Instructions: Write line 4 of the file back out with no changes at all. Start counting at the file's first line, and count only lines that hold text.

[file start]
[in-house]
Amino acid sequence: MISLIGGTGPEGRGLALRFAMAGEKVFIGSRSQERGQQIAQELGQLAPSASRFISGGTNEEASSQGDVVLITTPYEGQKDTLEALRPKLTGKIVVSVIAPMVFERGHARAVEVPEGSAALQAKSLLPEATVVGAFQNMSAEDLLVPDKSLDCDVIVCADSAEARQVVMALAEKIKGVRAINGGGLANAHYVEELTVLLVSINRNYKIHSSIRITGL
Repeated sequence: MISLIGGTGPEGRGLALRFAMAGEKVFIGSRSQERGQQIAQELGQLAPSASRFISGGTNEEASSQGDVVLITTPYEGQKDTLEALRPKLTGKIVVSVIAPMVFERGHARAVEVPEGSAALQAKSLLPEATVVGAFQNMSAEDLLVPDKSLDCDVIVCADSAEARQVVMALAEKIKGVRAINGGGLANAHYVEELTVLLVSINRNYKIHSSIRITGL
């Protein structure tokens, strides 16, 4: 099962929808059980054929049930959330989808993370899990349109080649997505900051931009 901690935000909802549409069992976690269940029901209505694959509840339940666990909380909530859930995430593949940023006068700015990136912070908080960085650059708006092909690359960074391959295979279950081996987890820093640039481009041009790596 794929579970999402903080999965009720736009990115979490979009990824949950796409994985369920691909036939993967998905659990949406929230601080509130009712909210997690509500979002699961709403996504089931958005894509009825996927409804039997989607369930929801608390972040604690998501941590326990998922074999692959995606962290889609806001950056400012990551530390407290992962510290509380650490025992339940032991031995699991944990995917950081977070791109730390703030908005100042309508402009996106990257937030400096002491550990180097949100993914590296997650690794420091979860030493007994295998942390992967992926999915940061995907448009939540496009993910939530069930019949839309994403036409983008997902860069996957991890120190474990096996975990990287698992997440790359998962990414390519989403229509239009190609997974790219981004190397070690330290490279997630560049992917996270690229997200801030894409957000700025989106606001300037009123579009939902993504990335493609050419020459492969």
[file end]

């Protein structure tokens, strides 16, 4: 099962929808059980054929049930959330989808993370899990349109080649997505900051931009 901690935000909802549409069992976690269940029901209505694959509840339940666990909380909530859930995430593949940023006068700015990136912070908080960085650059708006092909690359960074391959295979279950081996987890820093640039481009041009790596 794929579970999402903080999965009720736009990115979490979009990824949950796409994985369920691909036939993967998905659990949406929230601080509130009712909210997690509500979002699961709403996504089931958005894509009825996927409804039997989607369930929801608390972040604690998501941590326990998922074999692959995606962290889609806001950056400012990551530390407290992962510290509380650490025992339940032991031995699991944990995917950081977070791109730390703030908005100042309508402009996106990257937030400096002491550990180097949100993914590296997650690794420091979860030493007994295998942390992967992926999915940061995907448009939540496009993910939530069930019949839309994403036409983008997902860069996957991890120190474990096996975990990287698992997440790359998962990414390519989403229509239009190609997974790219981004190397070690330290490279997630560049992917996270690229997200801030894409957000700025989106606001300037009123579009939902993504990335493609050419020459492969």